Thesis defense of Chloé Chabaud
“Influence of water balance on trophic interactions and predation risk in a terrestrial ectothermic mesopredator”
Ongoing climate change is affecting environmental temperatures but also water availability in ecosystems, which may disrupt trophic relationships between prey and predators. In terrestrial ectotherms, there is a conflict between the regulation of body temperature and water balance, but we lack data to characterize the effects of the associated trade-offs on biotic interactions. This thesis addresses this issue through the ecophysiological and behavioural study of traits related to thermo-hydroregulation and trophic relationships in the Common lizard (Zootoca vivipara). This generalist mesopredator feeds on a wide variety of prey and is subject to heavy predation, especially by specialized snakes. Reptiles exhibit a large range of functional traits associated with thermo-hydroregulation, and my work characterizes the individual and geographic determinants of these traits in the Common lizard. Then, using experimental approaches, I demonstrate that water restriction cannot be compensated by food intakes in this species, and food actually exacerbates behavioural conflicts between thermo- and hydroregulation. Through laboratory observations, I also investigate the trade-offs between behavioural hydroregulation and predator avoidance. I show that detecting predators via chemoreception increases water loss and this ability is therefore sensitive to water restriction. This work suggests that the behavioural strategies employed by organisms for thermo-hydroregulation can influence the dynamics of predator-prey relationships.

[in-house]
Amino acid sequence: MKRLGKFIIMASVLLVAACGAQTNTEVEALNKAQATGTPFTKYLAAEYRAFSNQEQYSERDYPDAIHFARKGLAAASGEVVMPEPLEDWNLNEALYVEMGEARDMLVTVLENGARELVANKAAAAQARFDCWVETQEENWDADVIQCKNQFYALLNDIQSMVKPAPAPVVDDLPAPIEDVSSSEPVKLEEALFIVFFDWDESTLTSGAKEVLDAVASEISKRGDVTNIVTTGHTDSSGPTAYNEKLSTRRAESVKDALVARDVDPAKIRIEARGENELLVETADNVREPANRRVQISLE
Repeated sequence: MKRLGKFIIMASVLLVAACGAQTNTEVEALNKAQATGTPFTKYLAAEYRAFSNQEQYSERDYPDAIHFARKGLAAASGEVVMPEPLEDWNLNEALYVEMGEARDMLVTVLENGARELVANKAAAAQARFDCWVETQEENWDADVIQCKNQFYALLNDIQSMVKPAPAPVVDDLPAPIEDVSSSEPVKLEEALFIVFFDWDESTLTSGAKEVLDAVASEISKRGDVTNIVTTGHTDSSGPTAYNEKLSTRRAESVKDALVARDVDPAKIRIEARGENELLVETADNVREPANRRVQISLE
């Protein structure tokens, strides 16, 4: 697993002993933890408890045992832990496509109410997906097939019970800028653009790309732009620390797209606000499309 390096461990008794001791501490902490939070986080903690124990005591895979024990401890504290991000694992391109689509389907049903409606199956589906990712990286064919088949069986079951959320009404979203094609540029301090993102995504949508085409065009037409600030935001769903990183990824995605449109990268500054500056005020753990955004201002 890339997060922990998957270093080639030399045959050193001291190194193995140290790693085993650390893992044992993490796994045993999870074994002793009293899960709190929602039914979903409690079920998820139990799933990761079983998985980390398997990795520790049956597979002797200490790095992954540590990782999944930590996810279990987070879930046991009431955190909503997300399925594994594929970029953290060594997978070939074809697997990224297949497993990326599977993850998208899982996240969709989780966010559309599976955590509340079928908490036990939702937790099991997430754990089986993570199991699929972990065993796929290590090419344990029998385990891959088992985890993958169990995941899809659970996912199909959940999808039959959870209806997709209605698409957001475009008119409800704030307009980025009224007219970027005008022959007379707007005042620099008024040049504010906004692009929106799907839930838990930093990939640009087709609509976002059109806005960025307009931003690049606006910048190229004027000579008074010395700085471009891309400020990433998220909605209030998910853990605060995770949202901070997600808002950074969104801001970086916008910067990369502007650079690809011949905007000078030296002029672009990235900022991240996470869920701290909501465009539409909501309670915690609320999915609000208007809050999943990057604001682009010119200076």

Key-word: water balance, diet, anti-predator behaviours, physiology, ectotherm, thermo-hydroregulation